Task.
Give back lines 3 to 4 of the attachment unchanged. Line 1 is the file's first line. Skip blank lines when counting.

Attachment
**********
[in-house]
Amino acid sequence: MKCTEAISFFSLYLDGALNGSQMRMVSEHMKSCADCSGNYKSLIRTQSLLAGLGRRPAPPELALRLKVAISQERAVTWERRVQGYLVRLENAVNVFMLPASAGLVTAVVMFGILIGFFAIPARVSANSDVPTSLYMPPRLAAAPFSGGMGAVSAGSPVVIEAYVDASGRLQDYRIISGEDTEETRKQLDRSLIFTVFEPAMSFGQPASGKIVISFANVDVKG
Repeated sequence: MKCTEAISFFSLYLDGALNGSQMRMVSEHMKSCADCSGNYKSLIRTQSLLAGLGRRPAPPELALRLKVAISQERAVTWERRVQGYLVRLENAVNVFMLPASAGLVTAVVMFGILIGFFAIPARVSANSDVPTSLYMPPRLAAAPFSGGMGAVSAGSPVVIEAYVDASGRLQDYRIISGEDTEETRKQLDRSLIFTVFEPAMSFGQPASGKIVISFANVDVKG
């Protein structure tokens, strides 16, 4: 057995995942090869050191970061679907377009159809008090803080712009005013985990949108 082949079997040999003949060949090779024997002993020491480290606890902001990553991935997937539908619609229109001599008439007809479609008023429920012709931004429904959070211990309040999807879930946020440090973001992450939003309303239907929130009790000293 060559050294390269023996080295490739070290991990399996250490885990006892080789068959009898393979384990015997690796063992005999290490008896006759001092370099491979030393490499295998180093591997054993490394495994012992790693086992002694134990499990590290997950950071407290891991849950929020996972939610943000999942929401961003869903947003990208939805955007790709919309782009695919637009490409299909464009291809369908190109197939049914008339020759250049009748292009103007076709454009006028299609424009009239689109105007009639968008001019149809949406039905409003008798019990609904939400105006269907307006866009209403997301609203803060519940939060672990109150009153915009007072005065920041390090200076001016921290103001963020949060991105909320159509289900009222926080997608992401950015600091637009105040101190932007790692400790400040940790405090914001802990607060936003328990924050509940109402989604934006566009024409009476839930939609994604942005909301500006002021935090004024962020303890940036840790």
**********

Repeated sequence: MKCTEAISFFSLYLDGALNGSQMRMVSEHMKSCADCSGNYKSLIRTQSLLAGLGRRPAPPELALRLKVAISQERAVTWERRVQGYLVRLENAVNVFMLPASAGLVTAVVMFGILIGFFAIPARVSANSDVPTSLYMPPRLAAAPFSGGMGAVSAGSPVVIEAYVDASGRLQDYRIISGEDTEETRKQLDRSLIFTVFEPAMSFGQPASGKIVISFANVDVKG
């Protein structure tokens, strides 16, 4: 057995995942090869050191970061679907377009159809008090803080712009005013985990949108 082949079997040999003949060949090779024997002993020491480290606890902001990553991935997937539908619609229109001599008439007809479609008023429920012709931004429904959070211990309040999807879930946020440090973001992450939003309303239907929130009790000293 060559050294390269023996080295490739070290991990399996250490885990006892080789068959009898393979384990015997690796063992005999290490008896006759001092370099491979030393490499295998180093591997054993490394495994012992790693086992002694134990499990590290997950950071407290891991849950929020996972939610943000999942929401961003869903947003990208939805955007790709919309782009695919637009490409299909464009291809369908190109197939049914008339020759250049009748292009103007076709454009006028299609424009009239689109105007009639968008001019149809949406039905409003008798019990609904939400105006269907307006866009209403997301609203803060519940939060672990109150009153915009007072005065920041390090200076001016921290103001963020949060991105909320159509289900009222926080997608992401950015600091637009105040101190932007790692400790400040940790405090914001802990607060936003328990924050509940109402989604934006566009024409009476839930939609994604942005909301500006002021935090004024962020303890940036840790």